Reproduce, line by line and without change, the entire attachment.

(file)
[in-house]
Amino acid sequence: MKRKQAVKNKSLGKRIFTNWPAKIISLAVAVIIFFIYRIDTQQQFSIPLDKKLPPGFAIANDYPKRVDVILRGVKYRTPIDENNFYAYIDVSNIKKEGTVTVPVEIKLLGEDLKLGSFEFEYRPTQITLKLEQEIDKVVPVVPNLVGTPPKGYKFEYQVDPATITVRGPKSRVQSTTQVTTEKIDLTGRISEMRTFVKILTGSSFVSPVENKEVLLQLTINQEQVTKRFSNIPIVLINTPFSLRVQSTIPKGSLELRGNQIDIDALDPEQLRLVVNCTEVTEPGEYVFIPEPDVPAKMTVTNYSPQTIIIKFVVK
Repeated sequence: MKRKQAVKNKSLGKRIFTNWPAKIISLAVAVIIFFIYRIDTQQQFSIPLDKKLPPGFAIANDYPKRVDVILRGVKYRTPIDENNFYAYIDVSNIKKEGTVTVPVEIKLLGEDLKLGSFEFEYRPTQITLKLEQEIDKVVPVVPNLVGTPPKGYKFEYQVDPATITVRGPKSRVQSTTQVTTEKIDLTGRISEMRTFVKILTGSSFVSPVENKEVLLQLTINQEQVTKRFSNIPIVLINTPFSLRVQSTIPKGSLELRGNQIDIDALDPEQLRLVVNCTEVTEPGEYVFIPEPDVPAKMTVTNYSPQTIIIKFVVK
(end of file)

[in-house]
Amino acid sequence: MKRKQAVKNKSLGKRIFTNWPAKIISLAVAVIIFFIYRIDTQQQFSIPLDKKLPPGFAIANDYPKRVDVILRGVKYRTPIDENNFYAYIDVSNIKKEGTVTVPVEIKLLGEDLKLGSFEFEYRPTQITLKLEQEIDKVVPVVPNLVGTPPKGYKFEYQVDPATITVRGPKSRVQSTTQVTTEKIDLTGRISEMRTFVKILTGSSFVSPVENKEVLLQLTINQEQVTKRFSNIPIVLINTPFSLRVQSTIPKGSLELRGNQIDIDALDPEQLRLVVNCTEVTEPGEYVFIPEPDVPAKMTVTNYSPQTIIIKFVVK
Repeated sequence: MKRKQAVKNKSLGKRIFTNWPAKIISLAVAVIIFFIYRIDTQQQFSIPLDKKLPPGFAIANDYPKRVDVILRGVKYRTPIDENNFYAYIDVSNIKKEGTVTVPVEIKLLGEDLKLGSFEFEYRPTQITLKLEQEIDKVVPVVPNLVGTPPKGYKFEYQVDPATITVRGPKSRVQSTTQVTTEKIDLTGRISEMRTFVKILTGSSFVSPVENKEVLLQLTINQEQVTKRFSNIPIVLINTPFSLRVQSTIPKGSLELRGNQIDIDALDPEQLRLVVNCTEVTEPGEYVFIPEPDVPAKMTVTNYSPQTIIIKFVVK